They continued to do their testing and were confident that my insulin levels were to blame. Luckily, in my case, the treatment was simple and effective, manage my blood sugar via medication and diet. I started attending a group therapy for women who experienced miscarriages and realized that in the grand scheme of things, I had it easy. I had successfully had my first child, which is the best sign of having another successful pregnancy.
I felt for the other women around me. One who had experienced 12 miscarriages and whose marriage was stressed almost to the breaking point. Other women were flying to Europe for In-vitro fertilization (IVF) because their insurance would not cover the almost $30,000 process.
Two successful pregnancies later, I was confident in my why. I recognize that I am lucky, that not everyone gets to find out their, “why.” My hope in writing this is that others may learn from my story and know that they are not alone. Throughout my process, I discovered how powerful personal support networks are; while I may not know you as you read this, I want you to know that you are supported. I believe your struggle and pain and frustration.
- Take a support person to all early medical appointments to support you.
- Ask your work about their PTO policies for loss of a family member and see if miscarriage qualifies. If you’re in a position of power at your work, advocate that parents should get the same leave time as losing a direct family member.
- Be a strong self-advocate.
- Insist upon early doctor’s appointments and ultrasounds.
- If denied by your practice because it is not normal procedure, call the office manager or the doctor who told you about your last miscarriage.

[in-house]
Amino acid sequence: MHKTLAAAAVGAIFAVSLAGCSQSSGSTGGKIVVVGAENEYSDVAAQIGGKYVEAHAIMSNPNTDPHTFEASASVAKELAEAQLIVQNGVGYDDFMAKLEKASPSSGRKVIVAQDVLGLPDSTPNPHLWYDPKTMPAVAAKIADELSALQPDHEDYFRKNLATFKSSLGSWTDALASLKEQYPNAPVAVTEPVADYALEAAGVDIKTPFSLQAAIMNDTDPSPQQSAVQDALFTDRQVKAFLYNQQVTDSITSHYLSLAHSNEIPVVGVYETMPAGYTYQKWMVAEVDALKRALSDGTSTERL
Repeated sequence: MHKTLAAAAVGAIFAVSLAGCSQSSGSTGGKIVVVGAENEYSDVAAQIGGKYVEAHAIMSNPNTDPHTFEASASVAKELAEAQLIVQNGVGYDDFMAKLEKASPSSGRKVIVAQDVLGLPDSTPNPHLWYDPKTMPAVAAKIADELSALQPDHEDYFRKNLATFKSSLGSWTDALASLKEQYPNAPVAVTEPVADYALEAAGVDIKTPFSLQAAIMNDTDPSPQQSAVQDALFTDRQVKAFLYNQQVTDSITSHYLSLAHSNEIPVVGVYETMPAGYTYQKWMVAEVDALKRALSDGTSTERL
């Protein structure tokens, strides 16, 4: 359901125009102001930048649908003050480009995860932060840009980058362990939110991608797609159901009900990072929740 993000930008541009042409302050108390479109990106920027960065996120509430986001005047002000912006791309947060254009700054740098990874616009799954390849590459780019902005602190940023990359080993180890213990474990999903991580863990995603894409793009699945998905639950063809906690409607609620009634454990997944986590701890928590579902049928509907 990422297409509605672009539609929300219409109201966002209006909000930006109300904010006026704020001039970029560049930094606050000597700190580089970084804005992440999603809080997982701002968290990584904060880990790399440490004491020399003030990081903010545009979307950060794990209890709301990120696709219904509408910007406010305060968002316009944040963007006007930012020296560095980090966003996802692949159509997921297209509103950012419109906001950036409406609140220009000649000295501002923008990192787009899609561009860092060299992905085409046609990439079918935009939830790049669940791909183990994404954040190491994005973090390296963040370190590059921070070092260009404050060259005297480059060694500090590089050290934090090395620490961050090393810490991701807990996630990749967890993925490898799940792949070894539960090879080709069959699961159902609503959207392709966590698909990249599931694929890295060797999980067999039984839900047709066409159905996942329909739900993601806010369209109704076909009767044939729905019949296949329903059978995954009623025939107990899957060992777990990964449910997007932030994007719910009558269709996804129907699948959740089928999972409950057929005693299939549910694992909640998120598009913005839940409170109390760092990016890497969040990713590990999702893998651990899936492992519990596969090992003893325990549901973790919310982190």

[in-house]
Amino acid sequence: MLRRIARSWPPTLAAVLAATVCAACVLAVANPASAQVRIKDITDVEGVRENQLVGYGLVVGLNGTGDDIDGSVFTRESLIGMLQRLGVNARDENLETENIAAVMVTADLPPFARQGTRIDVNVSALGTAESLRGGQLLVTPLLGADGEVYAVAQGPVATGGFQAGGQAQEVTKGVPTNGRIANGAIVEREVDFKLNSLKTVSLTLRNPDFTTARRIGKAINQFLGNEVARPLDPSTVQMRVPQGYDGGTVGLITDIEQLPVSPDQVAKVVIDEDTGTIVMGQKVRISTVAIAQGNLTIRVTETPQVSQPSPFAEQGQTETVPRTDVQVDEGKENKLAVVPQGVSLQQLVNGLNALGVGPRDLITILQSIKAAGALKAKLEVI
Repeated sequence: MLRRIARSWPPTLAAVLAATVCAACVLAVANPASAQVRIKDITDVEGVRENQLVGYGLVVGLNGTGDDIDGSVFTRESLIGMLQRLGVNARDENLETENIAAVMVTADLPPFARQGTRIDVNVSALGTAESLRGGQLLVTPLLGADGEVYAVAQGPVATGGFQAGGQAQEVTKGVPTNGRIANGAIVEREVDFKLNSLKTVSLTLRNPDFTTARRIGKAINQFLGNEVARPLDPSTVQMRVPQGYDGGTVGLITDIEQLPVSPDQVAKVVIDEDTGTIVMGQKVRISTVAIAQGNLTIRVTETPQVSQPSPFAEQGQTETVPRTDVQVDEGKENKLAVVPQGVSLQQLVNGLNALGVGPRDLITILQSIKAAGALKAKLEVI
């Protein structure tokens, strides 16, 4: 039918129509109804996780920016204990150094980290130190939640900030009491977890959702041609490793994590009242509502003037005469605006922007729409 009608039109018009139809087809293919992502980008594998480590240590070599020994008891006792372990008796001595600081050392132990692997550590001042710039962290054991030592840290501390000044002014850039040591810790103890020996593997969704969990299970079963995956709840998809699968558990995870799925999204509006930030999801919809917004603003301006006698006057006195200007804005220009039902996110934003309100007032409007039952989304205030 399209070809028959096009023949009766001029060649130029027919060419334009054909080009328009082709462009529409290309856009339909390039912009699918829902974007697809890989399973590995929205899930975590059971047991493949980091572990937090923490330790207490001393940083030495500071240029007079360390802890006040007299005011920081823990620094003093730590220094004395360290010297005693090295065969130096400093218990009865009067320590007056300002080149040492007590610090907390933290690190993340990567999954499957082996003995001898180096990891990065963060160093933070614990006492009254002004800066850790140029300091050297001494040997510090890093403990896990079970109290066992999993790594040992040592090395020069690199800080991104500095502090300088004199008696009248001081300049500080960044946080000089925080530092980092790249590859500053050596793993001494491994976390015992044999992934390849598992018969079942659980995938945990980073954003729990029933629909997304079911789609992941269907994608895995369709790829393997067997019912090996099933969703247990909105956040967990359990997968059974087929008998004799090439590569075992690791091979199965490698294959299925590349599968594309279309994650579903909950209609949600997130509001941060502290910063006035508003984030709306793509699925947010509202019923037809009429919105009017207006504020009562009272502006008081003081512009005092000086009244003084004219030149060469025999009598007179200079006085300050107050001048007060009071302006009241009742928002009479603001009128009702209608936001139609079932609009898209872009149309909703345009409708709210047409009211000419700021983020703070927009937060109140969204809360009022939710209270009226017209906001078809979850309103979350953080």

- Call the insurance company to get to a fertility specialist faster than waiting for 3 losses to occur.
- Ask about seeing a peri-neonatologist, which is a doctor who specializes in high-risk pregnancies.
- Talk to someone who has been through the process before.
- Sometimes well-meaning people who have not experienced a miscarriage are not sure what to say stating: “God has a plan”, “they are with the angels now”, or “you just have to reduce your stress” all of which are not always helpful in the moment.
- Find a support group or therapist who works with women who have experienced loss.
- Understand that the psychological impacts will most likely outlast the physical impacts of the miscarriage.
- If you’re a spouse or partner attempting to support someone going healing from a miscarriage, the best question to ask is “how can I help?” Unwanted advice or making someone feel like just getting back on the horse and trying again may not be helpful.
- Know your triggers and know where you are at when deciding to attend baby showers, Baptisms or other places that might be hard.
There is no combination of words that I, or anyone else, could ever speak to take your pain away; I wish there were though. Instead, what I can offer is support and encouragement. You are not alone and if you ever start feeling like you need extra support, please know, I am here.
Dr. Jen believes that when clients are provided a safe and non-judgmental environment, they are able to experience a sense of empowerment where they can explore personal conflicts that have been holding them back.
With over a decade of experience working as a Psychologist in several settings, Dr. Jen has helped adults and children develop healthier, more useful skills while celebrating their strengths.
Whether Jen is working with you on parenting skills, your child on their behaviors, or completing an evaluation to ensure your child gets the services they deserve, you’ll love how informative and supportive she is.